Ancient Egyptian fashion I Curator’s Corner Season 5 Episode 3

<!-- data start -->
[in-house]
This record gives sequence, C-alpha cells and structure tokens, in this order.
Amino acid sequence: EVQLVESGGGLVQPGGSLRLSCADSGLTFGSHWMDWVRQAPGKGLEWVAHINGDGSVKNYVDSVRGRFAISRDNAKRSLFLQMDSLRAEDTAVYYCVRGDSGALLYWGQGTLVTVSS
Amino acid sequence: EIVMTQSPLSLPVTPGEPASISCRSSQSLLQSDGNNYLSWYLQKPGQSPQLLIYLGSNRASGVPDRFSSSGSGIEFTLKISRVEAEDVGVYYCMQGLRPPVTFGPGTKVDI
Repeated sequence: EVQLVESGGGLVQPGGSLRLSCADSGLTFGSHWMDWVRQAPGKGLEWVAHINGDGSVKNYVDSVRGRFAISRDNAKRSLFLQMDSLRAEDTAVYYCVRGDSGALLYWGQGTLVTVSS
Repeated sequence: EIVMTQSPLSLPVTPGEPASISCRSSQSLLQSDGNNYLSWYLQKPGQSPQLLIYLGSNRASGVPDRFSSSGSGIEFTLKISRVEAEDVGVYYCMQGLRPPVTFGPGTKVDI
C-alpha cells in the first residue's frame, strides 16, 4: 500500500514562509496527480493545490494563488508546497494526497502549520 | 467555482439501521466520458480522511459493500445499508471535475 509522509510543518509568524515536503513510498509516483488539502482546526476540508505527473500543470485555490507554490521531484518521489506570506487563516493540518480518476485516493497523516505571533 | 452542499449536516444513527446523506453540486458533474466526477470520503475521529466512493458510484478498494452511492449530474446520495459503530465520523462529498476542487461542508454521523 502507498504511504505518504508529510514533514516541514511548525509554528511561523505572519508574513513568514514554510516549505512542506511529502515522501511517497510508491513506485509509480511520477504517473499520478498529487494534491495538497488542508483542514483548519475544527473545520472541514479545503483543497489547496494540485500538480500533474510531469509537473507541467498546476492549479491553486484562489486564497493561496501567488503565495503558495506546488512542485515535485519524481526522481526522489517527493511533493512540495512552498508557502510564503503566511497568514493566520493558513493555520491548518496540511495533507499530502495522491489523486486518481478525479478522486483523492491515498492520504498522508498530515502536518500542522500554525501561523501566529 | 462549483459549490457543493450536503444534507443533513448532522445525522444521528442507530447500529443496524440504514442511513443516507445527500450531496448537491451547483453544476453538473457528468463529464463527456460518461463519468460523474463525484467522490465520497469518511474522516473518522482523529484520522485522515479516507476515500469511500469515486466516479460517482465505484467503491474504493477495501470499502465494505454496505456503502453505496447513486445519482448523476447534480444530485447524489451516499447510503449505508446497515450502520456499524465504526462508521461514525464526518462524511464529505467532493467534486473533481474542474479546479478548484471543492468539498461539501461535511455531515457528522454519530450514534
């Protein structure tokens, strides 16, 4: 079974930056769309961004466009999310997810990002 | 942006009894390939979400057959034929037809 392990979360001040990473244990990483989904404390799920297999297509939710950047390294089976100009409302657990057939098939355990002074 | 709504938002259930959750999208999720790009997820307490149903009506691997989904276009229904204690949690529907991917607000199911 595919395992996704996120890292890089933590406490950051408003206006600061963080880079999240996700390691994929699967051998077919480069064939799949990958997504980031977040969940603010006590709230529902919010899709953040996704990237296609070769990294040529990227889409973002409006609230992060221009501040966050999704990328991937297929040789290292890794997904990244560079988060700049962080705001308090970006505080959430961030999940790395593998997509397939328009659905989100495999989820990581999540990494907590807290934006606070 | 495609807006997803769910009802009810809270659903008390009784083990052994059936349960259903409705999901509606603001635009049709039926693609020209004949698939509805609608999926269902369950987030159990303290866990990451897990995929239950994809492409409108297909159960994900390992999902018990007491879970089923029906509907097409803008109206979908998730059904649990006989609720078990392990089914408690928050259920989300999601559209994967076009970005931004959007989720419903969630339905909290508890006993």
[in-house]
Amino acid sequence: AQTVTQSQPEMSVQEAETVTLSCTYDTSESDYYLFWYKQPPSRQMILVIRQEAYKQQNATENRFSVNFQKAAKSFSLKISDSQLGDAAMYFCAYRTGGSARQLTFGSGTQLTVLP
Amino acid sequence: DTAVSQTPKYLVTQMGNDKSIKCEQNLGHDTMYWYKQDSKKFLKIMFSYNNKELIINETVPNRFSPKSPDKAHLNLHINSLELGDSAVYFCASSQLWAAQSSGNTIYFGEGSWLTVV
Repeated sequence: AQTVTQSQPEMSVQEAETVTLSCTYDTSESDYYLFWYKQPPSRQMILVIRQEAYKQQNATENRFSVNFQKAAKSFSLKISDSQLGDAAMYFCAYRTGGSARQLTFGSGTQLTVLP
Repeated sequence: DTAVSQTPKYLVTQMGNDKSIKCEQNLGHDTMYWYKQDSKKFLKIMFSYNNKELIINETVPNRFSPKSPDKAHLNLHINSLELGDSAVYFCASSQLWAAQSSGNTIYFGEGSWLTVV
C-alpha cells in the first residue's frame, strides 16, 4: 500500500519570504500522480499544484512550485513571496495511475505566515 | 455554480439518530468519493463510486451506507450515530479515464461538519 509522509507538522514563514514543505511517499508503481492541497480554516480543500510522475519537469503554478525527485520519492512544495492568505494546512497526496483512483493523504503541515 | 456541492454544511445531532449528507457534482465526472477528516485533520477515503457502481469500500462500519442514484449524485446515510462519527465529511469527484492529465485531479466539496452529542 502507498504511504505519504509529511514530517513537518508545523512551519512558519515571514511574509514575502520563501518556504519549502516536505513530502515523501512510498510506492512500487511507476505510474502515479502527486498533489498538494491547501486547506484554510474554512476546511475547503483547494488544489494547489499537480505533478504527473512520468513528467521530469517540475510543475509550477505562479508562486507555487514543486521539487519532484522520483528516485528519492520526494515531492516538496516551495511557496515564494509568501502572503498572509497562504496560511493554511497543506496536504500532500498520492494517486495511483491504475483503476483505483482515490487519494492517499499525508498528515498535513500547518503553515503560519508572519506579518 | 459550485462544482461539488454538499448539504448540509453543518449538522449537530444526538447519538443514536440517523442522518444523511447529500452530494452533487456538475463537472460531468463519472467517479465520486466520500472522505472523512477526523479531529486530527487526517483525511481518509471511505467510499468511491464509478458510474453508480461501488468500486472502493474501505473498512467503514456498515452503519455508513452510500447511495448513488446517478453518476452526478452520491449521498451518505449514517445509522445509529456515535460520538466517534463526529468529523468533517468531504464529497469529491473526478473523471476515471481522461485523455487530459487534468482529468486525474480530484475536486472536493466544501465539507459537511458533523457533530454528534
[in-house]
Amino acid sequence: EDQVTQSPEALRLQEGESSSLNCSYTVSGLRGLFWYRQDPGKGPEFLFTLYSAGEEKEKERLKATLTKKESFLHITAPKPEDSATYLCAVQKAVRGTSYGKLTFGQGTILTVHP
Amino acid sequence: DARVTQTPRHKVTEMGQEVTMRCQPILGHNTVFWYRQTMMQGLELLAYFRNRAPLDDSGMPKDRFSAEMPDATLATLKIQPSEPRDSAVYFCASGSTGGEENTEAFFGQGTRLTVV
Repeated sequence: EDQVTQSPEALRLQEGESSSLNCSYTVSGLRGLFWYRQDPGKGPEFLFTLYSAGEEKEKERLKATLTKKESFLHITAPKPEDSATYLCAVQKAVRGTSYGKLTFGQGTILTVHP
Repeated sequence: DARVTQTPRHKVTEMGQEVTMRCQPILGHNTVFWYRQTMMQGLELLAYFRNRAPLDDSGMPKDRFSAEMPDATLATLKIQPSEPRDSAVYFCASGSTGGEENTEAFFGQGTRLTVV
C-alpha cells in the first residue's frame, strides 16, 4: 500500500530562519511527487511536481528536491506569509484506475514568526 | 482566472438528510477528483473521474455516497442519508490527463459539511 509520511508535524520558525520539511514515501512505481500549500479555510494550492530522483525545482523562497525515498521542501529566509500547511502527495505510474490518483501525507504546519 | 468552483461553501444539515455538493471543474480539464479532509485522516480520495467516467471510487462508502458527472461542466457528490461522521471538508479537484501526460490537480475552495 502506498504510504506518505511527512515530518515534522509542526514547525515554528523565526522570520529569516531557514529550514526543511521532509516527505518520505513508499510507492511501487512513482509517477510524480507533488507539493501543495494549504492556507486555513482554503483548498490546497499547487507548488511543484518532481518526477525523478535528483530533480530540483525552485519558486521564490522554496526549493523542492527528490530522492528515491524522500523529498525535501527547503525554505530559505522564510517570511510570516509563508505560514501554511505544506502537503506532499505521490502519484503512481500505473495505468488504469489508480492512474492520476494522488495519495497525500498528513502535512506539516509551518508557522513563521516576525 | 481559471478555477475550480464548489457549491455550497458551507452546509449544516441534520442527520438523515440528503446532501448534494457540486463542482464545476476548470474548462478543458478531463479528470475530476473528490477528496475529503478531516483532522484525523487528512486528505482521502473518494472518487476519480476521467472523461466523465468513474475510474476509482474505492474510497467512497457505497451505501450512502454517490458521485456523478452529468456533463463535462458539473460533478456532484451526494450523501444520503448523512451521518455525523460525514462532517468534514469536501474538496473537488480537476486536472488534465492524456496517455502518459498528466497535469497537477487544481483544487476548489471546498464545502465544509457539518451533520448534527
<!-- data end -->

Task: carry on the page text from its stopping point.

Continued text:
You might know how to ‘Walk like an Egyptian’ but do you know how to dress like an Egyptian? Hi my name is Amandine Merat I’m an Egyptologist and an expert in ancient Egyptian textiles and welcome to my corner! So today if I tell you ‘Ancient Egypt’ you will tell me ‘Ohh, sculpture from pharaohs temples or maybe ‘Walk like an Egyptian’ – The Bangles (1986) Well I’m going to introduce you to another period of Egyptian history and also another kind of material. Today we are going to say dress like an Egyptian and we’re going to talk about textiles in ancient Egypt from the 7th century to the 15th century AD. Egypt has a long tradition in textile production which dates back to the first millennium BC. Where in other parts of the world textiles haven’t survived thanks to Egypt’s dry climate textiles survive in abundance. Today the British Museum collection of ancient Egyptian textiles comprises around 500 textiles from the first millennium AD roughly. They mainly come from excavations lead at the end of the 19th century and early 20th century. They come from graves because from the 2nd century onwards Egyptians stopped mummifying their dead instead burying them in their daily clothes wrapped into furnishing textiles. So the textiles we’ll look at today are both clothing items and furnishing textiles. So this one here is a fragment of a shawl or a furnishing textile it’s difficult to tell. It has been woven in linen the main fibre used in Egypt since 4th millennium BC. As you can see it is decorated with a band here which has been woven with tapestry but this time not in wool as was mostly the case during the so-called coptic period but in silk. This is possible after the Arab conquest because Arabs controlled the silk road and so this makes silk more easily accessible in Egypt. It shows some birds and quadrupeds in vegetal interlacing. This iconography comes back from the classical imagery imported by the Greeks during the arrival of Alexander the Great during the third century BC. However this piece dates to the 7th or 8th century AD and shows the continuation of imagery and iconography throughout the centuries in Egypt. So this piece shows a transition which will continue for example with this piece later on. So this textile has 4 edges preserved They have been sewn underneath and the shape indicates that this is a sleeve of a tunic. What is interesting here is that we can find the same iconography here that we found here which means the vegetal interlacing and medallions which are housing some animal motifs here very much stylized. This inscription doesn’t read anything it’s a pseudo-inscription a pseudo-kufic inscription which is an Arabic script. Such garments bearing such inscriptions are called tiraz. And ‘tiraz’ comes from the Persian word meaning embroidery. and tiraz was used to describe both the clothes produced at the time and also the workshops where they were produced. At first tiraz were easily identifiable because of their inscriptions. So the inscriptions was either naming the kalif or quoting the Qur’an. Later on, especially from the 9-10th century AD tiraz were also just identifiable by these pseudo-inscription lines and they could also be not only embroidered but woven in tapestry like this one. Tiraz were produced to decorate furnishing textiles or garments They were mostly found tunics on the sleeves. And at the time the main item of clothing for men, women and kids alike was the tunic And the tunic could be of two types at this time it could be either the traditional tunic which was adopted after the Roman fashion from the second century AD which is a tunic which was woven in one piece in a T shape folded and sewn along the edges or it could be a tunic which was imported from the 7th century AD after the Arab conquest from eastern countries. And this tunic was made of several pieces of clothe sewn together. So to imagine how this was worn if you look at my jacket for example this part would be that part and this would come up to here and these two ends would be sewn along the edge here. So we are now looking at textiles from the Mamluk period which is roughly 13th century to mid-16th century. So I have 3 textiles in front of me and I’m sure you can already notice some differences from the ones we just had a look at. The main difference with the Mamluk is their taste for geometric decoration and that’s why at this time the main decoration consists of geometric motifs. So for example you can see on this textile tiny, tiny triangle motifs. This textile is a pillow case and it was found in a grave as we can… notice through the stains coming from the humor of the body. Geometric decoration can be found on furnishing textiles but also on clothing items. So in front of me is another example of a sleeve of a tunic This tunic is probably of the type 2 that we described earlier because under the Mamluk’s type 1 is slowly but surely abandoned and men, women and kids only wore tunics made of several pieces of clothe cut and sewn together. But then you will tell me: ‘But hang on, here there is some patterns????’ ‘AND IT’S NOT ONLY GEOMETRIC!’ This is true because under the Mamluk’s one of the most important signs of high rank in society became the blazon. So a blazon is basically a kind of logo for an amir or a prince. For example this blazon has been woven in cotton one of the most used fibres under the Mamluks and it was made to decorate a tent of an amir and it is decorated with a cup and this cup helps us to know that this amir was the ‘cup bearer’ at court which was a very, very high duty under the Mamluks. Thanks for watching my little introduction on fashion in Egypt and textile production. I hope you enjoyed it and I hope you’re going to look for these textiles in museums now. If you want to see more Curator’s Corners you can find them here.

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